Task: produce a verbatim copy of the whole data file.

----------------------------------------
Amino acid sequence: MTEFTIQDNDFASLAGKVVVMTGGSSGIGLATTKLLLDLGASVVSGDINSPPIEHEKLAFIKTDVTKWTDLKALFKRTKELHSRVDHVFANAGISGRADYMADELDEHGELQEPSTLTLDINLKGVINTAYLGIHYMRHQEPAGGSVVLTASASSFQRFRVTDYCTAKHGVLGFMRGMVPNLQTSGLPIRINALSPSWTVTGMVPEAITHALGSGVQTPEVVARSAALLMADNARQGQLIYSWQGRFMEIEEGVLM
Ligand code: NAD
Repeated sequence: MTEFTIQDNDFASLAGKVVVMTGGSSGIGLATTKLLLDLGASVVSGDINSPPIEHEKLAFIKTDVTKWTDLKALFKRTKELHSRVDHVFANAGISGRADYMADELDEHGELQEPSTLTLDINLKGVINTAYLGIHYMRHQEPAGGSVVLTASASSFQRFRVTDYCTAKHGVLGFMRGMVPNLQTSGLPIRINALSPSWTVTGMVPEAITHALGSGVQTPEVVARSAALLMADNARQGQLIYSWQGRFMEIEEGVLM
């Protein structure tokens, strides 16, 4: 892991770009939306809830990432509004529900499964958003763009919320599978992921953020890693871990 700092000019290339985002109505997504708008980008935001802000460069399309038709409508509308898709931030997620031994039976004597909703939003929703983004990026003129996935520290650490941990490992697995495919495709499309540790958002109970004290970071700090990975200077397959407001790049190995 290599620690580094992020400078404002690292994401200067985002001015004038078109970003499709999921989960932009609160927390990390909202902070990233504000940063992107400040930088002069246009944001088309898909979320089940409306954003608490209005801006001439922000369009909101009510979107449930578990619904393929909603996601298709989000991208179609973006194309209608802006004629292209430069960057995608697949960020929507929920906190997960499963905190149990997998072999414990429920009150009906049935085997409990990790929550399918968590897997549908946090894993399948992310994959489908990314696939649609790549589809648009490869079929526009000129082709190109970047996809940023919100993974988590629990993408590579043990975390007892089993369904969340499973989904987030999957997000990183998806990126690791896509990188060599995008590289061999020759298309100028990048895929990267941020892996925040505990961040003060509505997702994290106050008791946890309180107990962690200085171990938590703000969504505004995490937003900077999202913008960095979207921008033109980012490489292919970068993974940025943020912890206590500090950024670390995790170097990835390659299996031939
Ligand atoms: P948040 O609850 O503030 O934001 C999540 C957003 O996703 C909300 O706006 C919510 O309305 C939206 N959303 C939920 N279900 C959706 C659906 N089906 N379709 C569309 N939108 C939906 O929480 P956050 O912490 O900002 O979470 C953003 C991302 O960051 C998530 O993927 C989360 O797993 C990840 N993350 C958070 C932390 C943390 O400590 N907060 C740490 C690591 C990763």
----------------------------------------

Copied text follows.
Amino acid sequence: MTEFTIQDNDFASLAGKVVVMTGGSSGIGLATTKLLLDLGASVVSGDINSPPIEHEKLAFIKTDVTKWTDLKALFKRTKELHSRVDHVFANAGISGRADYMADELDEHGELQEPSTLTLDINLKGVINTAYLGIHYMRHQEPAGGSVVLTASASSFQRFRVTDYCTAKHGVLGFMRGMVPNLQTSGLPIRINALSPSWTVTGMVPEAITHALGSGVQTPEVVARSAALLMADNARQGQLIYSWQGRFMEIEEGVLM
Ligand code: NAD
Repeated sequence: MTEFTIQDNDFASLAGKVVVMTGGSSGIGLATTKLLLDLGASVVSGDINSPPIEHEKLAFIKTDVTKWTDLKALFKRTKELHSRVDHVFANAGISGRADYMADELDEHGELQEPSTLTLDINLKGVINTAYLGIHYMRHQEPAGGSVVLTASASSFQRFRVTDYCTAKHGVLGFMRGMVPNLQTSGLPIRINALSPSWTVTGMVPEAITHALGSGVQTPEVVARSAALLMADNARQGQLIYSWQGRFMEIEEGVLM
């Protein structure tokens, strides 16, 4: 892991770009939306809830990432509004529900499964958003763009919320599978992921953020890693871990 700092000019290339985002109505997504708008980008935001802000460069399309038709409508509308898709931030997620031994039976004597909703939003929703983004990026003129996935520290650490941990490992697995495919495709499309540790958002109970004290970071700090990975200077397959407001790049190995 290599620690580094992020400078404002690292994401200067985002001015004038078109970003499709999921989960932009609160927390990390909202902070990233504000940063992107400040930088002069246009944001088309898909979320089940409306954003608490209005801006001439922000369009909101009510979107449930578990619904393929909603996601298709989000991208179609973006194309209608802006004629292209430069960057995608697949960020929507929920906190997960499963905190149990997998072999414990429920009150009906049935085997409990990790929550399918968590897997549908946090894993399948992310994959489908990314696939649609790549589809648009490869079929526009000129082709190109970047996809940023919100993974988590629990993408590579043990975390007892089993369904969340499973989904987030999957997000990183998806990126690791896509990188060599995008590289061999020759298309100028990048895929990267941020892996925040505990961040003060509505997702994290106050008791946890309180107990962690200085171990938590703000969504505004995490937003900077999202913008960095979207921008033109980012490489292919970068993974940025943020912890206590500090950024670390995790170097990835390659299996031939
Ligand atoms: P948040 O609850 O503030 O934001 C999540 C957003 O996703 C909300 O706006 C919510 O309305 C939206 N959303 C939920 N279900 C959706 C659906 N089906 N379709 C569309 N939108 C939906 O929480 P956050 O912490 O900002 O979470 C953003 C991302 O960051 C998530 O993927 C989360 O797993 C990840 N993350 C958070 C932390 C943390 O400590 N907060 C740490 C690591 C990763």